AUDIE CORNISH, HOST:
Nineteen seventy-nine's "Alien" brought us one of the most terrifying creatures in movie history.
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CORNISH: The creepy, slithering extraterrestrial was imagined by Swiss artist H.R. Giger. He died yesterday at the age of 74 after suffering injuries from a fall.
MELISSA BLOCK, HOST:
His friend James Cowan says Giger's work was inspired by his dreams.
JAMES COWAN: He would have nightmares, going through passages and tunnels and this sort of thing. And took his dreams and put them on paper.
BLOCK: Cowan is the owner of Morpheus Fine Art in Las Vegas. He's been publishing Giger's art books for more than 20 years. He says while Giger is best known for designing scary creatures in Hollywood, he was also a very skilled artist with a passion for surrealism.
COWAN: It was his mother who gave him a postcard when he was a little boy of a Dali painting. And it just transfixed him.
CORNISH: Giger specialized in a style called biomechanical art, a concept of fusing human body parts with machines. And it was exactly what Ridley Scott had in mind for his alien when he was shown a Giger art book in 1978.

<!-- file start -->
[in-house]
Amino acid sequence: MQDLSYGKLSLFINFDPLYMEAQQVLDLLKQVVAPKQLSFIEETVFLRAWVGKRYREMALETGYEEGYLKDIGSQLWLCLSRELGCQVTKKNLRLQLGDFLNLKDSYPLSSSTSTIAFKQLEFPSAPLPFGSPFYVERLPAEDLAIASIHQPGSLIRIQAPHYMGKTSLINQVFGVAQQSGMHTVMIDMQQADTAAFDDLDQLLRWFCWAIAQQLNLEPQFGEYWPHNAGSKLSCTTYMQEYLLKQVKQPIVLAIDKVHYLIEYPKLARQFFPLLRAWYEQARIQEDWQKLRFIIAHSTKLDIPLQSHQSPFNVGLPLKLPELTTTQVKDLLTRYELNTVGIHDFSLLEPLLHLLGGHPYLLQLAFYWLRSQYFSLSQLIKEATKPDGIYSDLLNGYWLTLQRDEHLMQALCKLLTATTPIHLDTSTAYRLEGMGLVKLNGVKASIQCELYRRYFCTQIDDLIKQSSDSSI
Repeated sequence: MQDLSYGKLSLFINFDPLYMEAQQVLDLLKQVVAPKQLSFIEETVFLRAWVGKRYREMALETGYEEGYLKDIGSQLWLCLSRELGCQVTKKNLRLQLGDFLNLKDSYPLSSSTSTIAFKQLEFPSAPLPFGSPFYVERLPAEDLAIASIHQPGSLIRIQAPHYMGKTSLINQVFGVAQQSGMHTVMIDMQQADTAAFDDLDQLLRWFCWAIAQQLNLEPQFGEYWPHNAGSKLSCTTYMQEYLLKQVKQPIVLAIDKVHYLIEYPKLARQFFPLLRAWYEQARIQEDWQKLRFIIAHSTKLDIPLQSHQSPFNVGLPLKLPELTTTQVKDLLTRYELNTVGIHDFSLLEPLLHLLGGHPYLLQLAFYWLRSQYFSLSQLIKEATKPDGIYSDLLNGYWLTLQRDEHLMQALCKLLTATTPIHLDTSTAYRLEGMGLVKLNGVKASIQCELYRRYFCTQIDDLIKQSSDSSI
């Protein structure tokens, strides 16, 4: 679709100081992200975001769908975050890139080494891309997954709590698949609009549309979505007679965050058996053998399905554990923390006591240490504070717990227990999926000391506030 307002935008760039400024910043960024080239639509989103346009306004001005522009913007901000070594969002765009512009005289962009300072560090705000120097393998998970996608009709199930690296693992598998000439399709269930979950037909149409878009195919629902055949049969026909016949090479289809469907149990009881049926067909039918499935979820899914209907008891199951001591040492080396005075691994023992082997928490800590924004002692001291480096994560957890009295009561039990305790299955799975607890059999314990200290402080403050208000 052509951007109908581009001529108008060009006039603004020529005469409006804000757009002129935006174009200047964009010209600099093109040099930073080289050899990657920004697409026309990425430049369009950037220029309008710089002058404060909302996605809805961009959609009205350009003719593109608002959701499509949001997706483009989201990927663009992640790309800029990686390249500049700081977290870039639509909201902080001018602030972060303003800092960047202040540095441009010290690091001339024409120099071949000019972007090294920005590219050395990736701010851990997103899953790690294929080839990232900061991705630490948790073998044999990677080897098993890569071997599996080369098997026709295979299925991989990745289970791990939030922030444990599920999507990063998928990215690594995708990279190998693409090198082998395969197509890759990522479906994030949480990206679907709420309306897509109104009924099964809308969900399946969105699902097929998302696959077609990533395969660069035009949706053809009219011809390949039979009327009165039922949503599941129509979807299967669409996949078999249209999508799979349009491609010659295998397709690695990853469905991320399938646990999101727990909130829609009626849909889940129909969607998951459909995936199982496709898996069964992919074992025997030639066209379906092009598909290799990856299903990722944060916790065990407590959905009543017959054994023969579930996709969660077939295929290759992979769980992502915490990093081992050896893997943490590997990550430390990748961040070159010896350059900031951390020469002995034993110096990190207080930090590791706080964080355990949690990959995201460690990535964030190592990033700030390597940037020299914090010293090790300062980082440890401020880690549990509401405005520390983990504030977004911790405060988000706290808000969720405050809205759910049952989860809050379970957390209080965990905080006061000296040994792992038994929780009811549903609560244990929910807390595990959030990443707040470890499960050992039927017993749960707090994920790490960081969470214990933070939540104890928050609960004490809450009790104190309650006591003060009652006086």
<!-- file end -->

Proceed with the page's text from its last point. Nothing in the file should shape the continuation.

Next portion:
COWAN: It blew Ridley Scott's mind. And he found one or two paintings in there and he just realized that that was the alien essentially, his biomechanical design, the elongated head and all of these aspects that Ridley Scott and Giger worked on to break up the human form so it didn't look like a man in a suit.
CORNISH: H.R. Giger achieved many honors for his work. He won the Academy Award for special effects for "Alien."
BLOCK: Last year he was inducted into the Science Fiction and Fantasy Hall of Fame. James Cowan says Giger will go down as one of the great surrealists of our time.
COWAN: He has a place in the pantheon of great painters. No question about it. And if you go back to Salvador Dali and all the great masters of Imaginative Art, Giger's right in there.
BLOCK: And Cowan adds that Giger, despite his dark themes, was a kind man.
COWAN: You can't judge a book by its cover. You can't judge an artist by his painting in that regard. He was a dear friend and he'll be sorely missed.
CORNISH: If you're ever in Switzerland there is an H.R. Giger Museum. It houses his paintings and sculptures, and gives a further look into the mind behind the monsters.
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BLOCK: You are listening to ALL THINGS CONSIDERED from NPR News.
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